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CDs and savings accounts are two of the most popular ways to save money with a bank.
Both pay interest and can help you accomplish your savings goals. However, each one has specific features that make it best for different uses.
Whether you’re trying to save up for a home, a nice vacation, or even just for a rainy day, choosing the right tool for the job can help you stay organized and reach your financial goals faster.
Certificate of Deposit
A certificate of deposit is also known as a CD at banks or a share certificate at credit unions. These accounts usually require a substantial up-front investment of several hundred or thousand dollars.
These are known as “timed” deposit accounts because you commit to keeping your entire deposit with the bank for a certain period of time, known as the term length. Term lengths can range anywhere from a month to five years or more.
If you need to, you can withdraw your money early from a CD. However, you will have to pay an early withdrawal penalty. In some cases, this can cost you more money than you’ve received in interest, meaning that you’ll come out with less money than you put into the CD.
That’s why you want to be careful and only deposit money into a CD that you’re sure you won’t need until it’s matured. On the other hand, CDs typically offer higher interest rates than savings account.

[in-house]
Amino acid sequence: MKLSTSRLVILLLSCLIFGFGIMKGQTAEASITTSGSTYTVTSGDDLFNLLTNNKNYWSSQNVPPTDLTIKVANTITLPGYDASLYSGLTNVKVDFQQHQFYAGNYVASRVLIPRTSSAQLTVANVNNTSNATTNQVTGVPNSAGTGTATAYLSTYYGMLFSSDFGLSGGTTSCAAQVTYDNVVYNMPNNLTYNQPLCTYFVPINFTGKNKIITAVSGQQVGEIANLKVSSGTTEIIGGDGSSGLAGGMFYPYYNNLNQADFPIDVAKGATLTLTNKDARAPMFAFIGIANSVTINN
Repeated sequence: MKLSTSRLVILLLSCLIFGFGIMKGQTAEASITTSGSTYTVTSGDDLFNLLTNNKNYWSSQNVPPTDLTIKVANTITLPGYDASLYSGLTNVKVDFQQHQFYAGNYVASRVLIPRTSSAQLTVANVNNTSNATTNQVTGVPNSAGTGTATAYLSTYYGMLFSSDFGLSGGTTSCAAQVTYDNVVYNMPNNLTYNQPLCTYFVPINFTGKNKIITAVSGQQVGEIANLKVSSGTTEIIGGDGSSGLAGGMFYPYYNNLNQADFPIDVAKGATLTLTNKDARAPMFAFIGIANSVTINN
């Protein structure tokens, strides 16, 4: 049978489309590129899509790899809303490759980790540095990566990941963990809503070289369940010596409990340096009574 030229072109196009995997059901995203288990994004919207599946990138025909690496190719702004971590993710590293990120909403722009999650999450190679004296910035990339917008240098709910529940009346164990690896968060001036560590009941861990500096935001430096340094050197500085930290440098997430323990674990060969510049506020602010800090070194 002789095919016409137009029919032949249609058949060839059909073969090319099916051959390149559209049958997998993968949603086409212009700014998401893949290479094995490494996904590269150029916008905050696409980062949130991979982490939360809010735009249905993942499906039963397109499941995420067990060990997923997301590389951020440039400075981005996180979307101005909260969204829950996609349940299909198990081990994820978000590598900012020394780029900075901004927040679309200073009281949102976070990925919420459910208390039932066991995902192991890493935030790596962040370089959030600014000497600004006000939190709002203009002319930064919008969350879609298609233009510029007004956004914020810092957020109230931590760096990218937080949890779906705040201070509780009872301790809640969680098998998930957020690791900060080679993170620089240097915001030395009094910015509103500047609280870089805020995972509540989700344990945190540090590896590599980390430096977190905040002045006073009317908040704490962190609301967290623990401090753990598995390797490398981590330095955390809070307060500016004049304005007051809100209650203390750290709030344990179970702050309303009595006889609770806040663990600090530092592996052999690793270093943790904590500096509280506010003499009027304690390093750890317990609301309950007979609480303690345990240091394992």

You’re probably more familiar with savings accounts given their popularity and ease of use. You can generally put in as much or as little money as you want and withdraw your funds at any time.
The only restriction that all savings accounts have is that you can’t make more than six withdrawals per month, per federal regulations. Even then, some types of withdrawals — such as those made in person from a bank teller — don’t count towards this limit.
CD vs. Savings Account
Aside from the general differences between CDs and savings accounts, there are a few more details to consider when choosing which is best for you.
CDs Typically Have Higher Interest Rates
The biggest tradeoff between CDs and savings accounts is that CDs typically pay more in interest. Of course, this isn’t a hard-and-fast rule.
The savings account interest rates that some online banks offer can be higher than the CD interest rates offered at other banks. But in general, within the same bank, CDs pay far higher interest rates than a regular savings account.
The longer the CD term length, the higher the interest rate as well. For example, the interest rate on a 3-month CD will be dwarfed by the interest rate offered on a 5-year CD at most banks.
Savings Accounts are More Accessible
The biggest benefit of a savings account over a CD is that you can access your money at almost any time. There are no restrictions saying that you must keep your money in the account for a certain period of time.
The only limitation on savings accounts is that some types of transactions — such as ACH transactions — are limited by federal Regulation D. This rule states that you can only make six withdrawals per month from your savings account by certain routes, such as online transfers.
CDs, by contrast, impose substantial early withdrawal penalties if you withdraw any money early. This penalty is usually a certain number of months’ interest based on what your term length was to start.